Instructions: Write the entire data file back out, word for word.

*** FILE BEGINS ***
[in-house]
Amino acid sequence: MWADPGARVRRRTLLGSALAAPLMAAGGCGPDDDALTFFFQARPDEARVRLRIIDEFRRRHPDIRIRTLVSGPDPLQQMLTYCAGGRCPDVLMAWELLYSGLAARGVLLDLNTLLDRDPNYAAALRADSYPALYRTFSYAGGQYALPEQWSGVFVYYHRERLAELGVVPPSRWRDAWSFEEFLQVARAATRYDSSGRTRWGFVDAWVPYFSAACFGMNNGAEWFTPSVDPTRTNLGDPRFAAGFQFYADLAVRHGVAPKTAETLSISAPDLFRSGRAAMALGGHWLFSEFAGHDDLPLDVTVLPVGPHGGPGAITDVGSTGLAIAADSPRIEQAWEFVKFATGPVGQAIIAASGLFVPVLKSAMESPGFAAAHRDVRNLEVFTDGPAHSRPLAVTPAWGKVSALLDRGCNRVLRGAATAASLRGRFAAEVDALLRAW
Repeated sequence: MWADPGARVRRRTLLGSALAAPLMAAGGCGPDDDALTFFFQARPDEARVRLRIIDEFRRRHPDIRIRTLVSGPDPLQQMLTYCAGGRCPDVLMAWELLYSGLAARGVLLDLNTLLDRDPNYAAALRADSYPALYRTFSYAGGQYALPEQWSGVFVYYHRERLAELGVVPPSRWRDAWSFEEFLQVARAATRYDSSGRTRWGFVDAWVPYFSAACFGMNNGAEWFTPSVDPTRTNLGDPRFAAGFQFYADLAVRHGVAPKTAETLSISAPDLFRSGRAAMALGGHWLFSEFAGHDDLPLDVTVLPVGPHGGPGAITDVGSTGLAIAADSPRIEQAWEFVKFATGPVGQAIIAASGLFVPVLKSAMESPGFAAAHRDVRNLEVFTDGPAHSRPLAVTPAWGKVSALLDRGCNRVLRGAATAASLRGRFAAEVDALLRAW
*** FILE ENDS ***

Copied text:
[in-house]
Amino acid sequence: MWADPGARVRRRTLLGSALAAPLMAAGGCGPDDDALTFFFQARPDEARVRLRIIDEFRRRHPDIRIRTLVSGPDPLQQMLTYCAGGRCPDVLMAWELLYSGLAARGVLLDLNTLLDRDPNYAAALRADSYPALYRTFSYAGGQYALPEQWSGVFVYYHRERLAELGVVPPSRWRDAWSFEEFLQVARAATRYDSSGRTRWGFVDAWVPYFSAACFGMNNGAEWFTPSVDPTRTNLGDPRFAAGFQFYADLAVRHGVAPKTAETLSISAPDLFRSGRAAMALGGHWLFSEFAGHDDLPLDVTVLPVGPHGGPGAITDVGSTGLAIAADSPRIEQAWEFVKFATGPVGQAIIAASGLFVPVLKSAMESPGFAAAHRDVRNLEVFTDGPAHSRPLAVTPAWGKVSALLDRGCNRVLRGAATAASLRGRFAAEVDALLRAW
Repeated sequence: MWADPGARVRRRTLLGSALAAPLMAAGGCGPDDDALTFFFQARPDEARVRLRIIDEFRRRHPDIRIRTLVSGPDPLQQMLTYCAGGRCPDVLMAWELLYSGLAARGVLLDLNTLLDRDPNYAAALRADSYPALYRTFSYAGGQYALPEQWSGVFVYYHRERLAELGVVPPSRWRDAWSFEEFLQVARAATRYDSSGRTRWGFVDAWVPYFSAACFGMNNGAEWFTPSVDPTRTNLGDPRFAAGFQFYADLAVRHGVAPKTAETLSISAPDLFRSGRAAMALGGHWLFSEFAGHDDLPLDVTVLPVGPHGGPGAITDVGSTGLAIAADSPRIEQAWEFVKFATGPVGQAIIAASGLFVPVLKSAMESPGFAAAHRDVRNLEVFTDGPAHSRPLAVTPAWGKVSALLDRGCNRVLRGAATAASLRGRFAAEVDALLRAW